Third, the perfect gift must have a purpose: it must be useful. That’s to say, it isn’t about what the giver wants—it’s what will really serve the person receiving it. You wouldn’t think of giving a bicycle to a child who is physically handicapped. However, if you could give that same child the ability to walk again, that would truly be a useful gift. It might be perfect.
Now for the fourth requirement. Many of the gifts you give and will receive might meet the first three requirements for a perfect gift, but all our gifts lack one thing: durability. The homemade gift from your child will eventually become useless; Johnnie’s toy fire engine will, before long, be a pile of broken pieces; his father’s new shirt will become frayed at the collar. In fact, all the gifts that the world has to offer have only temporary value.
II.
Since no perfect gift can come from the world, let’s see if the gift from God about which our text speaks will meet the requirements of the perfect gift.
First of all, is it perfect as to the motive by which it was given? Our text from the apostle John says, “In this the love of God was made manifest among us, that God sent his only Son into the world, so that we might live through him. In this is love, not that we have loved God but that he loved us and sent his Son to be the propitiation for our sins” (1 Jn 4:9–10).
What prompted God to give us this gift? It was not selfishness, for what could God gain? He would receive nothing in return. In fact, man by nature has, over and over again, spit in God’s face with his sins. God loved us when we deserved his anger, when we were dirty, repulsive, and hateful because of our sin. God revealed his love when he sent his only Son into the world.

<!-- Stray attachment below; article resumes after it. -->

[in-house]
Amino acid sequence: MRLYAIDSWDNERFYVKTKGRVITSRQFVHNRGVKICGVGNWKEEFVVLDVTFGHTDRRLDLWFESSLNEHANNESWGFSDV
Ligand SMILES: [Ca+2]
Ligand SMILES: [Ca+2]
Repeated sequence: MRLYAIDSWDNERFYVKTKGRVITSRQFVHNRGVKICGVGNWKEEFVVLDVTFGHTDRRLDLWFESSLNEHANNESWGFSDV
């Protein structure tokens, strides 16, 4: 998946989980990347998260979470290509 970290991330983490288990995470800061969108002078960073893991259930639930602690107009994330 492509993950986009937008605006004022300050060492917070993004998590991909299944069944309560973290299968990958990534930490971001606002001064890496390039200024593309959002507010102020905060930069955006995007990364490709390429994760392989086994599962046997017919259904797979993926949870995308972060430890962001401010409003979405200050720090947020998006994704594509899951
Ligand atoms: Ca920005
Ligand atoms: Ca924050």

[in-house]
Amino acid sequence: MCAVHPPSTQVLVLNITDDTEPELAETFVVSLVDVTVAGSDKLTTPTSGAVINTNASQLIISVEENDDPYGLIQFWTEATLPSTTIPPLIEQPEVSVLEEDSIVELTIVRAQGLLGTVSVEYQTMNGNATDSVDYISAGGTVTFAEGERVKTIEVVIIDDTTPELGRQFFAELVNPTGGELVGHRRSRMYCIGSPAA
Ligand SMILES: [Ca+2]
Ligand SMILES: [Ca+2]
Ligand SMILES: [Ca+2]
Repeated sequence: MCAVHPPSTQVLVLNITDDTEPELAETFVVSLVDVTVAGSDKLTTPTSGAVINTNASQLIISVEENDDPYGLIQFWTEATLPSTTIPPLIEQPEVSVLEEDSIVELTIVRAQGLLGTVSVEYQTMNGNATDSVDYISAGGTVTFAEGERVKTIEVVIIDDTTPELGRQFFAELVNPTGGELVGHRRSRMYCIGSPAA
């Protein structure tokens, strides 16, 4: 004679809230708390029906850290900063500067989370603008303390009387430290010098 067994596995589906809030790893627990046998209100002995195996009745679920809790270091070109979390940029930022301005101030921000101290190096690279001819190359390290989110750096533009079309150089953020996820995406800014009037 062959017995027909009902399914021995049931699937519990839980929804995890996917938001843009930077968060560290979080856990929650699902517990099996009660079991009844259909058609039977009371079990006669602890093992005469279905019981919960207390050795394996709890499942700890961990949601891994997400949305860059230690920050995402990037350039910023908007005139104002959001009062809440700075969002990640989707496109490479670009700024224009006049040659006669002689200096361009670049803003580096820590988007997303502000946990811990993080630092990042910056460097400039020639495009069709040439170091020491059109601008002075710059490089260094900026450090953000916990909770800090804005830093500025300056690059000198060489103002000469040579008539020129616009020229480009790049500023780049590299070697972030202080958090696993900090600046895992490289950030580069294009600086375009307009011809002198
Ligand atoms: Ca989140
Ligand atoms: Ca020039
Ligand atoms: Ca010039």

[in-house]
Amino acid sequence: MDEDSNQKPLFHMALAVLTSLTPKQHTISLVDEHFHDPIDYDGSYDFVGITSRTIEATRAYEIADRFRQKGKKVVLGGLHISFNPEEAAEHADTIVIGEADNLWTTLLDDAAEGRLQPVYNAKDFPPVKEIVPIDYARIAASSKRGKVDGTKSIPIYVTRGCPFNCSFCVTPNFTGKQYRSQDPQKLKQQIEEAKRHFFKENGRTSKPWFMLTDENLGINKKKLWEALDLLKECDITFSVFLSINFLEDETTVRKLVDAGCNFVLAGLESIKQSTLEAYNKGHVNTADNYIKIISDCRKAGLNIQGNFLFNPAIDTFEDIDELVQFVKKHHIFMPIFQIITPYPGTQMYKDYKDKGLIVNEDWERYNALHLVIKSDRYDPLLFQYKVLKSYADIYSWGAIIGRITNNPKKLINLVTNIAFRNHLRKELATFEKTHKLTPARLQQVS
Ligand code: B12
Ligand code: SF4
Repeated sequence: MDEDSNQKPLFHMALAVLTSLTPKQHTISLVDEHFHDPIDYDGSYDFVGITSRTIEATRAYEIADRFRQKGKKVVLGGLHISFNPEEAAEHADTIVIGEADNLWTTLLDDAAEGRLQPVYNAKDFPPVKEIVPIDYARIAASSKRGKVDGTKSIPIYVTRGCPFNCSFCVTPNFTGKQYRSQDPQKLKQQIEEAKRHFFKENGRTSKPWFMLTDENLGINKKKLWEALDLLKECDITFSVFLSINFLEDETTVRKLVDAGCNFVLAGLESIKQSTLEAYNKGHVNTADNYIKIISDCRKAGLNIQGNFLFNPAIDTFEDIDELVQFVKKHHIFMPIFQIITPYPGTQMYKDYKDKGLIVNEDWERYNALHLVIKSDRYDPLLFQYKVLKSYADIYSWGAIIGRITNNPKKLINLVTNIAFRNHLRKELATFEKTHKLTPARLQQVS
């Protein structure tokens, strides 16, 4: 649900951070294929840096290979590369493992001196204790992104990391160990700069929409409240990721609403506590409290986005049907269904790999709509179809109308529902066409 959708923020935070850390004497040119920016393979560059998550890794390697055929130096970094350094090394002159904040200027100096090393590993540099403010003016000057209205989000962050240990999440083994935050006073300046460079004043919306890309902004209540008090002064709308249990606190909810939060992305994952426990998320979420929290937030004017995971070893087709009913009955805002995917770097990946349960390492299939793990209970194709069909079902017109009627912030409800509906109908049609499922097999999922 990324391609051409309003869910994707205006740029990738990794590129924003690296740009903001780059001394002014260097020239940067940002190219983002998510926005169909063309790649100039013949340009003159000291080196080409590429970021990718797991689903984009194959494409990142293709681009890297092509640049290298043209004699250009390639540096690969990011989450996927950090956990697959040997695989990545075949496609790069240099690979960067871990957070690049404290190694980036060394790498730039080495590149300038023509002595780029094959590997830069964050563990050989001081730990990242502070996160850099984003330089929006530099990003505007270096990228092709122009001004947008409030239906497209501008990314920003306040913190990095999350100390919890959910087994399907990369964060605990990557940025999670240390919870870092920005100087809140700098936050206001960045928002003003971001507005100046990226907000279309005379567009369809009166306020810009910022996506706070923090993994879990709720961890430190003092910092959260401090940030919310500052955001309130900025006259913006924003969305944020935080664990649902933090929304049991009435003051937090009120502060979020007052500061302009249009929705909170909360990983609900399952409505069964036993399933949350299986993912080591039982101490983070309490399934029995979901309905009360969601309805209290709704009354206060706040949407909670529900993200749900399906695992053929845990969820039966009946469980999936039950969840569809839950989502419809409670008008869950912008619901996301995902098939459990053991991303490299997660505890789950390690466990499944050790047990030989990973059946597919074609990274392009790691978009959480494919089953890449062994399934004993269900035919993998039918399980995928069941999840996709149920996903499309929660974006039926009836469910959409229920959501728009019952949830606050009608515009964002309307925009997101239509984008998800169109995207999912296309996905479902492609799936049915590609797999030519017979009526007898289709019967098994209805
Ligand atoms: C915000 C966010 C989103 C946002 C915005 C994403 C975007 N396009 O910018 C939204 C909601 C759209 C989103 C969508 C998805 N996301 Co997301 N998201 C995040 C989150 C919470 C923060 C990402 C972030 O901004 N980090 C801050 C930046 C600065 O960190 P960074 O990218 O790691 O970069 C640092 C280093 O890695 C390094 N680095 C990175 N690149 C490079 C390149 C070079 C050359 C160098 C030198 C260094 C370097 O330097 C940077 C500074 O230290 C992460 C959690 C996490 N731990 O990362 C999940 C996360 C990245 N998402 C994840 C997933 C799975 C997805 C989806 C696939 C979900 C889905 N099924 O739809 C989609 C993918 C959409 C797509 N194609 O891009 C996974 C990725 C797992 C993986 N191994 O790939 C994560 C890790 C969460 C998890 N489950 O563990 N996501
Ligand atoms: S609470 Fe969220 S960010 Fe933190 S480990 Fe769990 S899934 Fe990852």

But his love does not stop with us. His love is universal. God holds out his gift to all people—not to those whose behavior might merit a gift, for no man ever deserved this gift. Therefore, if Satan would tempt you to doubt God’s love for you, just look at yourself, and then to the manger and the cross. If you are a part of this world, God’s gift of love is for you. God’s gift truly comes from the perfect motive: the love of God toward us.
The second quality of a perfect gift is that it must be expensive. Is the gift of which our text speaks expensive? God has only one Child, and yet he sacrificed him for everyone. He could have sent a great hero to save the world from war and poverty and political oppression perhaps, and that would, indeed, have been expensive. Much more, though, he sent his only Son, part of his very essence, someone very dear to him.